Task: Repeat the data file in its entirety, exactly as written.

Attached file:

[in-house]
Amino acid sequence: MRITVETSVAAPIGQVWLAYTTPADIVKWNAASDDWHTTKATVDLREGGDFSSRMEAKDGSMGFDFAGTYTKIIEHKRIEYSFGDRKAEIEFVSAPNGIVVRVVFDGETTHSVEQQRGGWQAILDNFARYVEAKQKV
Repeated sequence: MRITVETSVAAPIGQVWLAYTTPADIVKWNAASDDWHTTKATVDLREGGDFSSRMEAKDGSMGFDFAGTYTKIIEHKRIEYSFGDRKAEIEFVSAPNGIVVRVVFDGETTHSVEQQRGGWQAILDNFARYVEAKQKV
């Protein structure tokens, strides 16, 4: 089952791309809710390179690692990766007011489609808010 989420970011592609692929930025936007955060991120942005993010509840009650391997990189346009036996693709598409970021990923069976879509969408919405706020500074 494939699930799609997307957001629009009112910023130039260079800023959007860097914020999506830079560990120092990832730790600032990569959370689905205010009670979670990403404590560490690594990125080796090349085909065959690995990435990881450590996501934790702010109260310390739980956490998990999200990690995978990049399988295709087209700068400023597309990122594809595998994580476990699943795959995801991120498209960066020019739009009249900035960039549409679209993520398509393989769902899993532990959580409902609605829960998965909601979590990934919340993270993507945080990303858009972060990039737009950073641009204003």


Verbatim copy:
[in-house]
Amino acid sequence: MRITVETSVAAPIGQVWLAYTTPADIVKWNAASDDWHTTKATVDLREGGDFSSRMEAKDGSMGFDFAGTYTKIIEHKRIEYSFGDRKAEIEFVSAPNGIVVRVVFDGETTHSVEQQRGGWQAILDNFARYVEAKQKV
Repeated sequence: MRITVETSVAAPIGQVWLAYTTPADIVKWNAASDDWHTTKATVDLREGGDFSSRMEAKDGSMGFDFAGTYTKIIEHKRIEYSFGDRKAEIEFVSAPNGIVVRVVFDGETTHSVEQQRGGWQAILDNFARYVEAKQKV
């Protein structure tokens, strides 16, 4: 089952791309809710390179690692990766007011489609808010 989420970011592609692929930025936007955060991120942005993010509840009650391997990189346009036996693709598409970021990923069976879509969408919405706020500074 494939699930799609997307957001629009009112910023130039260079800023959007860097914020999506830079560990120092990832730790600032990569959370689905205010009670979670990403404590560490690594990125080796090349085909065959690995990435990881450590996501934790702010109260310390739980956490998990999200990690995978990049399988295709087209700068400023597309990122594809595998994580476990699943795959995801991120498209960066020019739009009249900035960039549409679209993520398509393989769902899993532990959580409902609605829960998965909601979590990934919340993270993507945080990303858009972060990039737009950073641009204003």